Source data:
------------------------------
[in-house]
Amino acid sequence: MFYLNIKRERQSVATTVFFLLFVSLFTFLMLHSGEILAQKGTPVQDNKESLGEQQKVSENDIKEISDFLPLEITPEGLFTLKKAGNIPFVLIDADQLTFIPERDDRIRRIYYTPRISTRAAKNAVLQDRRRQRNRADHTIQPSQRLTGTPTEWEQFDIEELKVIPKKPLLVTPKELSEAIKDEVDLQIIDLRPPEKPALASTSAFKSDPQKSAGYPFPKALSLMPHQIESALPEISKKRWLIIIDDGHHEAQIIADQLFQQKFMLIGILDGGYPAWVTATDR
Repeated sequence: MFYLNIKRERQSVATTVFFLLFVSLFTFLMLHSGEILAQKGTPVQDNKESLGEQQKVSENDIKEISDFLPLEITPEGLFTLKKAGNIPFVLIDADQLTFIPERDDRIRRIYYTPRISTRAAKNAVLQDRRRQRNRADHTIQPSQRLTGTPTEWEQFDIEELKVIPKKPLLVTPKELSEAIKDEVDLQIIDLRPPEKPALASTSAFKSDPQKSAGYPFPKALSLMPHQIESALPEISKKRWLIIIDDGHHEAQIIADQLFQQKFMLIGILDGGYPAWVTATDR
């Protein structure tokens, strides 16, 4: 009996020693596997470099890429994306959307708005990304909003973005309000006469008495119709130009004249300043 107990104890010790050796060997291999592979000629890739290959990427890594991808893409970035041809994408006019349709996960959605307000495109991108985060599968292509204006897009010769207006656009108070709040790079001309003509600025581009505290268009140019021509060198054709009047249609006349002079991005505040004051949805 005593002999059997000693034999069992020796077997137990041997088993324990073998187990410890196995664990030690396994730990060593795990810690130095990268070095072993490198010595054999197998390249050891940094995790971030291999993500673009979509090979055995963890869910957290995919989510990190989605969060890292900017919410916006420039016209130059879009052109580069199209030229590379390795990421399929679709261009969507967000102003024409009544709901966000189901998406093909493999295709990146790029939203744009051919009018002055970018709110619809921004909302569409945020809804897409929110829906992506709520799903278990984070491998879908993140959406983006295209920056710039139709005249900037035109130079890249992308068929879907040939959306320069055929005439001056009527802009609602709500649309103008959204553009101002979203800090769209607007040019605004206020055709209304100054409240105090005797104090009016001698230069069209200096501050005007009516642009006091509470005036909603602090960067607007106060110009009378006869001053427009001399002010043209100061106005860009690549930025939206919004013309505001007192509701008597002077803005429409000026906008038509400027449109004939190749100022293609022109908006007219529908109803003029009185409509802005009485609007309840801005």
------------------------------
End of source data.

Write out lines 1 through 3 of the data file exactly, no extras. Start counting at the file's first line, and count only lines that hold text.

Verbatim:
[in-house]
Amino acid sequence: MFYLNIKRERQSVATTVFFLLFVSLFTFLMLHSGEILAQKGTPVQDNKESLGEQQKVSENDIKEISDFLPLEITPEGLFTLKKAGNIPFVLIDADQLTFIPERDDRIRRIYYTPRISTRAAKNAVLQDRRRQRNRADHTIQPSQRLTGTPTEWEQFDIEELKVIPKKPLLVTPKELSEAIKDEVDLQIIDLRPPEKPALASTSAFKSDPQKSAGYPFPKALSLMPHQIESALPEISKKRWLIIIDDGHHEAQIIADQLFQQKFMLIGILDGGYPAWVTATDR
Repeated sequence: MFYLNIKRERQSVATTVFFLLFVSLFTFLMLHSGEILAQKGTPVQDNKESLGEQQKVSENDIKEISDFLPLEITPEGLFTLKKAGNIPFVLIDADQLTFIPERDDRIRRIYYTPRISTRAAKNAVLQDRRRQRNRADHTIQPSQRLTGTPTEWEQFDIEELKVIPKKPLLVTPKELSEAIKDEVDLQIIDLRPPEKPALASTSAFKSDPQKSAGYPFPKALSLMPHQIESALPEISKKRWLIIIDDGHHEAQIIADQLFQQKFMLIGILDGGYPAWVTATDR